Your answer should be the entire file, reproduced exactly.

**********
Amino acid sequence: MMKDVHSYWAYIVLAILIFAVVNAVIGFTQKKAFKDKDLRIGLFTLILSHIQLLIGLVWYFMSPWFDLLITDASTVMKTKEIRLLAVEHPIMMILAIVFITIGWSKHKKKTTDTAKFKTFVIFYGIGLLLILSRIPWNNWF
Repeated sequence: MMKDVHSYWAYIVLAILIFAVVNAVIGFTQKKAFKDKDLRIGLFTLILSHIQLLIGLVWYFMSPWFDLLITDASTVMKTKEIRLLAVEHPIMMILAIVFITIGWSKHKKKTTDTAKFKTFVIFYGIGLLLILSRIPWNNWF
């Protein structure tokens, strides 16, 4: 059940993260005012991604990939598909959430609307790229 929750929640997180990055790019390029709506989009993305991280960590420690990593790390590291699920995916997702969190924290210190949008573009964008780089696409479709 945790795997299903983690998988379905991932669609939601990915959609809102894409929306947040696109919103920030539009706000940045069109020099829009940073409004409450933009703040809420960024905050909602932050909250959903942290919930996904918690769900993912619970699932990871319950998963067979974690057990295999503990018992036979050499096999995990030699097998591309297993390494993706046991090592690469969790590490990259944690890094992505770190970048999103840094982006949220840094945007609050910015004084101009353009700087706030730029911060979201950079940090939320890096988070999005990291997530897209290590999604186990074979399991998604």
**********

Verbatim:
Amino acid sequence: MMKDVHSYWAYIVLAILIFAVVNAVIGFTQKKAFKDKDLRIGLFTLILSHIQLLIGLVWYFMSPWFDLLITDASTVMKTKEIRLLAVEHPIMMILAIVFITIGWSKHKKKTTDTAKFKTFVIFYGIGLLLILSRIPWNNWF
Repeated sequence: MMKDVHSYWAYIVLAILIFAVVNAVIGFTQKKAFKDKDLRIGLFTLILSHIQLLIGLVWYFMSPWFDLLITDASTVMKTKEIRLLAVEHPIMMILAIVFITIGWSKHKKKTTDTAKFKTFVIFYGIGLLLILSRIPWNNWF
């Protein structure tokens, strides 16, 4: 059940993260005012991604990939598909959430609307790229 929750929640997180990055790019390029709506989009993305991280960590420690990593790390590291699920995916997702969190924290210190949008573009964008780089696409479709 945790795997299903983690998988379905991932669609939601990915959609809102894409929306947040696109919103920030539009706000940045069109020099829009940073409004409450933009703040809420960024905050909602932050909250959903942290919930996904918690769900993912619970699932990871319950998963067979974690057990295999503990018992036979050499096999995990030699097998591309297993390494993706046991090592690469969790590490990259944690890094992505770190970048999103840094982006949220840094945007609050910015004084101009353009700087706030730029911060979201950079940090939320890096988070999005990291997530897209290590999604186990074979399991998604």